Sunday, August 18, 2019

Omar Ba at the Montreal Museum of Fine Arts

Omar Ba, Les autres [The Others], 2016
oil gouache and India ink on corrugated cardboard

Senegalese artist Omar Ba has a solo show at the MMFA, continuing until November 10, 2019.

I visited the show recently, and was intrigued and challenged by the large works. Often using a substrate of wood or corrugated cardboard, Ba typically lays down a matte black background that allows his colours to "pop".  His rich patterning recalls African textiles and ceramics. While it is clear that his paintings address political issues, his symbolism is somewhat enigmatic, which encourages a more thoughtful engagement with the imagery.

Omar Ba, Afrique Now, 2015
Oil, gouache and acrylic on corrugated cardboard

The posted text reads, in part:

"Bringing together many of Oma Ba's most important works to date, Same Dream lays bare the artist's profound critique of authoritarianism as well as his firm embrace of the resilience and perseverance of the human spirit. Representations of dictators and despots depicted as hybrid half-beasts are set in dialogue with paintings of youth and strong women that convey hope for the future. This duality in Ba's choice of subject matter underscores today's divided reality, precariously straddling development and destruction."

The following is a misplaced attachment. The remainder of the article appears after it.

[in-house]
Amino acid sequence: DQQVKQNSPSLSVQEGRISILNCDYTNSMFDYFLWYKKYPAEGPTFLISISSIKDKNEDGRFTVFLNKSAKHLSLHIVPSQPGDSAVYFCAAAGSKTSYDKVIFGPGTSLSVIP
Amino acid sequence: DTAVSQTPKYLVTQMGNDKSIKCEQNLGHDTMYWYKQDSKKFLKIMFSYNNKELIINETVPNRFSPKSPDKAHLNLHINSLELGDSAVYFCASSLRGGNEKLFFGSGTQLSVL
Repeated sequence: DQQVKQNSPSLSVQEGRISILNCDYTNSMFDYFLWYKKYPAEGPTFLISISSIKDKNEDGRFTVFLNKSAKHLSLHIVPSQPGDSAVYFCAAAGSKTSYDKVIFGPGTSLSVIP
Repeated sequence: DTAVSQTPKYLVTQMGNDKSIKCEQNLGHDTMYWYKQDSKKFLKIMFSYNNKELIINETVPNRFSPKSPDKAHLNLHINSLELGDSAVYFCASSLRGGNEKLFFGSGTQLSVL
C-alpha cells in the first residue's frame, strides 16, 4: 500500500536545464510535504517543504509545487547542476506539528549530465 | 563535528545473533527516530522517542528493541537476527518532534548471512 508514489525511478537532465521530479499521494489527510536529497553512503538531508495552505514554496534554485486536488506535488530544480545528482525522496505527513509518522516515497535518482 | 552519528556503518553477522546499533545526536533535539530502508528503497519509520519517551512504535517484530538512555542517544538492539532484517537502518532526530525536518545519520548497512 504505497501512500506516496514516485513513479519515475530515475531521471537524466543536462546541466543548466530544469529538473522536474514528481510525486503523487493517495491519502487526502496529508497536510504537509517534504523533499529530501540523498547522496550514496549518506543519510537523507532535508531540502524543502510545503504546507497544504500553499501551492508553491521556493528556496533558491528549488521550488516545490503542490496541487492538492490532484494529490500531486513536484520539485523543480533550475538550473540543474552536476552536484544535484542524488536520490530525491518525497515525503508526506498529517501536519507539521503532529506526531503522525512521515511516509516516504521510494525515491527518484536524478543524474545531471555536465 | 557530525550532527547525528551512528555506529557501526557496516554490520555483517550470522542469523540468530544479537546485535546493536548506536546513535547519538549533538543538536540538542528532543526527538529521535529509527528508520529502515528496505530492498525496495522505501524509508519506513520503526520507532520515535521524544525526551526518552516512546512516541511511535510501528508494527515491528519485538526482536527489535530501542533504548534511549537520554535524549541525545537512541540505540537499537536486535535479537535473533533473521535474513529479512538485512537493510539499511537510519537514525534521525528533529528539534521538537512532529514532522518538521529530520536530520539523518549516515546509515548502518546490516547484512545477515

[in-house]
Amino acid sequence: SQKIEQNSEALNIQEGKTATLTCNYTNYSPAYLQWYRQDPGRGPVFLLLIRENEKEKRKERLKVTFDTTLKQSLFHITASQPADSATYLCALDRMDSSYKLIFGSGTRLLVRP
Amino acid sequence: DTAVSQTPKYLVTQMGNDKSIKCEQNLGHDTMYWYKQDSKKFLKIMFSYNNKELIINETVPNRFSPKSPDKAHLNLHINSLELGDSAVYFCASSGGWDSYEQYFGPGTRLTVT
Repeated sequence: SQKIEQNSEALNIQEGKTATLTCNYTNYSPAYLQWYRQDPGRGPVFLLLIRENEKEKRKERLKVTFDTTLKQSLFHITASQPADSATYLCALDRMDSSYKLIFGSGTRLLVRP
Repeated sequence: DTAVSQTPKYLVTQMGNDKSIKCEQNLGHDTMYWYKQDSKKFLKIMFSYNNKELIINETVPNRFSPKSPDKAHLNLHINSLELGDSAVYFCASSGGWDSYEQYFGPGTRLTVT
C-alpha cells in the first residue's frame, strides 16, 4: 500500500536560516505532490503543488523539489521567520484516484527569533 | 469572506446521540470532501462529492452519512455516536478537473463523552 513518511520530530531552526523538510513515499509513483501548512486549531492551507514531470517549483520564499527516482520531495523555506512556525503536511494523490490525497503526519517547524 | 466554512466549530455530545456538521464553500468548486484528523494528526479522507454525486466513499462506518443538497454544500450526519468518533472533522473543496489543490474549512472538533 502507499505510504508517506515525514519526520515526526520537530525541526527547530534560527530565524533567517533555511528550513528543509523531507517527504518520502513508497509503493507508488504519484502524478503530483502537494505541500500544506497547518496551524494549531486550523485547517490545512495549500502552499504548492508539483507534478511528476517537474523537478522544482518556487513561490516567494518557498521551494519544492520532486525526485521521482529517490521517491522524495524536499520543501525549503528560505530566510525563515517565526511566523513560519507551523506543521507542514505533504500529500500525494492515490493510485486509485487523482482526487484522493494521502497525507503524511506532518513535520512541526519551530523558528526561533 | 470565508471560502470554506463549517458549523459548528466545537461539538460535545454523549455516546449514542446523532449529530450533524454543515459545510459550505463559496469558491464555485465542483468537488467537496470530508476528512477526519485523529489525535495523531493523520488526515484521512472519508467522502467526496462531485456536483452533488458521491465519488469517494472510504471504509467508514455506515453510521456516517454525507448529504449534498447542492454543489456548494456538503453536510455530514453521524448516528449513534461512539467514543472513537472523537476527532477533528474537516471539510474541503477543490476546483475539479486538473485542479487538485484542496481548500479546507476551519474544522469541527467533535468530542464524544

Omar Ba, Team, 2017
Oil, pencil, acrylic, India ink and gouache on
corrugated cardboard
"Omar Ba's work engages with some of the most urgent issues of our time: global inequality of wealth and power, immigration crises and our changing relationship to the natural world. His penchant for depicting personal narratives, alongside collective ones, speaks to the multivalent character of the work. Born in Senegal in 1977, Ba splits his time between Dakar, Senegal and Geneva, Switzerland, and synthesizes the visual textures of these places through his practice, which combines the historical and the contemporary, elements African and European....
"...Figures emerge from biomorphic forms and lush flora and fauna inspired by the dazzling coast of Senegal, where Ba grew up. Micro-worlds exist within larger constellations that evoke a shared cosmogony among humans, plants and animals." 

You can learn more about the artist and the exhibition here.

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